Shiran Fernando discusses the priorities for the forthcoming budget in the context of the prevailing economic landscape

As with each year, the national budget for the next fiscal term comes into focus on 12 November when the proposals are presented in parliament. This year, Budget 2022 will be in focus even more so given the nation’s debt and fiscal situation.

The growing trade and fiscal deficits, depleted reserves and lack of dollars in the market are some of the issues the government faces.

In such a scenario, the finance minister will have to present a budget that is practical but also realistic and can solve some short-term challenges while setting the foundation for the country’s medium to long-term development needs.

FINANCIAL ROAD MAP Against the backdrop of the budget is the six month road map presented by the new governor of the Central Bank of Sri Lanka (CBSL) on 1 October.

The governor began by explaining that there is an economic challenge at hand, which has undermined sentiment vis-à-vis the economy’s future trajectory. As a panacea to this challenge, CBSL presented a to-do list of critical steps that it will carry out along with the state banking sector in addressing debt and forex, financial services industry and macroeconomic stability concerns.

While there are several tasks for the policy makers, the road map identified the role of the private sector – particularly the banking sector and exporters – in playing its part in addressing the challenges.

CBSL reversed significant regulations such as the cash margin deposit placed on several consumer goods imposed in September while lifting the ceiling on outward investment and migration allowances. These moves signal a shift in not imposing more capital and current account restrictions but enabling market forces.

However, there was a sharp focus on meeting the dollar shortage by persuading exporters to convert their inflows to meet the shortfall. The road map notes that if exporters do not repatriate and convert dollars, the government would be requested to tax their profits at 28 percent rather than the present 14 percent.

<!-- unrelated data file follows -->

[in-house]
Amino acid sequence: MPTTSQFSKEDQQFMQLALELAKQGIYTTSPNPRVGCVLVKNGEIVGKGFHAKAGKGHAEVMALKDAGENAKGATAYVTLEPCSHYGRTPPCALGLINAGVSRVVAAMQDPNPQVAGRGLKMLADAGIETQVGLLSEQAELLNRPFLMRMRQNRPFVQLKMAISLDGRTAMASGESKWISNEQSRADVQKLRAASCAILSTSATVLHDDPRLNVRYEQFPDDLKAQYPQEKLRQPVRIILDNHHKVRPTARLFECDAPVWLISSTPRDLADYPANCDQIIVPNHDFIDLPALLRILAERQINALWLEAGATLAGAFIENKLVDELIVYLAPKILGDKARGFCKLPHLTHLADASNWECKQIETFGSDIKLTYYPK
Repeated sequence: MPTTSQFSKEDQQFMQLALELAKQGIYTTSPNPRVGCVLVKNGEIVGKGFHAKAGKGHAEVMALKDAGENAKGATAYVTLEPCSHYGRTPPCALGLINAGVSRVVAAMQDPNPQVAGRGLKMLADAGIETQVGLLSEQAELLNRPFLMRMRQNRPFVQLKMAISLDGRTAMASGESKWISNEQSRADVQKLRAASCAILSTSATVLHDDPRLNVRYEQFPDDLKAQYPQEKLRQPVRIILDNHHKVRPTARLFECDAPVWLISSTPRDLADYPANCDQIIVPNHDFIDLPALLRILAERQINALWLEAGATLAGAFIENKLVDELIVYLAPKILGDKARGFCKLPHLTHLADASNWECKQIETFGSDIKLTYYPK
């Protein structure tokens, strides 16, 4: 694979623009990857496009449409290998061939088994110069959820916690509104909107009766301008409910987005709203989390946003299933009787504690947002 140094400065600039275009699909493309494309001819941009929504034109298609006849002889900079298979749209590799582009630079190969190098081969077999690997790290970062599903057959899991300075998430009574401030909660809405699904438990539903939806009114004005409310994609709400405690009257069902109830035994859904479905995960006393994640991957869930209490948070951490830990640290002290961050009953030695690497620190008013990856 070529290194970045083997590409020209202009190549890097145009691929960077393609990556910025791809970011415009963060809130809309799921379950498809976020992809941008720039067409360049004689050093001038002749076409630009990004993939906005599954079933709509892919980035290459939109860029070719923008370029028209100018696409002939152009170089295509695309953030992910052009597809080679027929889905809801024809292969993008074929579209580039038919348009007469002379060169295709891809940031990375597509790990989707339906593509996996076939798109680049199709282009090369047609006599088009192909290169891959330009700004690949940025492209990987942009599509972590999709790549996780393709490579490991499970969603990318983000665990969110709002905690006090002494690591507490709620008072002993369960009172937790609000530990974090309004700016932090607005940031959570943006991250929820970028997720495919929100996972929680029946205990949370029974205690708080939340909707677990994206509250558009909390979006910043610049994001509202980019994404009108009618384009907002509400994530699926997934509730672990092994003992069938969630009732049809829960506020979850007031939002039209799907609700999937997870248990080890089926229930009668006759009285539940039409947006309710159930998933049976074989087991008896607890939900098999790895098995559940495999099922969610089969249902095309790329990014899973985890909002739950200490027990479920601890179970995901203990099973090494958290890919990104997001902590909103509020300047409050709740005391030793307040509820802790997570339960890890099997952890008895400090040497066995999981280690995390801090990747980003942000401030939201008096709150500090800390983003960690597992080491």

We may see some of these regulations announced in the national budget as well if the shortfall continues.

PROJECTED INFLOWS The government and Central Bank are targeting US$ 4.5 billion in inflows during the fourth quarter of this year and an additional 5.7 billion dollars in the first quarter of 2022.

These are optimistic forecasts but they underscore the level of inflows required to meet the debt outflows. In January for example, Sri Lanka will need to refinance US$ 500 million while in July, one billion dollars will mature. In between, there will be both bilateral and multilateral debts to service.

The inflows expected in the last quarter of this year revolve around US$ 1 billion in government to government loans, one billion dollars in swaps with other central banks and 500 million dollars in inflows from the sale of underutilised assets.

As for the remainder, they comprise smaller parcels of inflows from multilateral agencies (US$ 300 million), syndicated loans (300 million dollars) and foreign direct investments (US$ 300 million).

Additionally, CBSL is expecting to see foreign inflows of 250 million dollars to the local Treasury bill and bond market.

To incentivise such flows, the monetary authority is looking to provide a depreciation hedge to foreign bondholders so that they’re not adversely impacted should the Sri Lankan Rupee depreciate against the US Dollar when they repatriate their investments.

BIZ FRIENDLY BUDGET The road map mentions that the government is expected to announce a business friendly budget and also that it will be investor friendly.

While this remains the CBSL’s objective, the government will need to identify avenues to raise fresh tax revenues to meet the budget deficit shortfall.

It is difficult to see more relief being provided given the reduction in corporate tax rates and VAT prior to the pandemic. As such, there could be some changes in terms of rates, the threshold of existing tax mechanisms and improvements in tax administration to boost government revenue.

Moreover, the budget will have to provide details on how the deficit will be financed, and the role of both domestic and foreign financing in doing so. There will also need to be an emphasis on how the government’s expenditure will make way for a swifter post-pandemic recovery but keep overall expenses in check.

The space to provide additional incentives to bolster exports and FDIs may be limited but should be prioritised where possible given that this is the more medium to long-term solution in terms of mitigating our debt concerns.

POLICY CONTINUITY The finance minister is aware of the challenges at hand as he prepares for his maiden budget speech. In parliament in September, he conceded that “our country is facing a severe foreign exchange crisis,” as well as a domestic one with falling revenue and rising expenses.

Against this backdrop as well as that of the monetary road map announcement, the budget will need to ensure policy continuity with a sharp focus on implementation.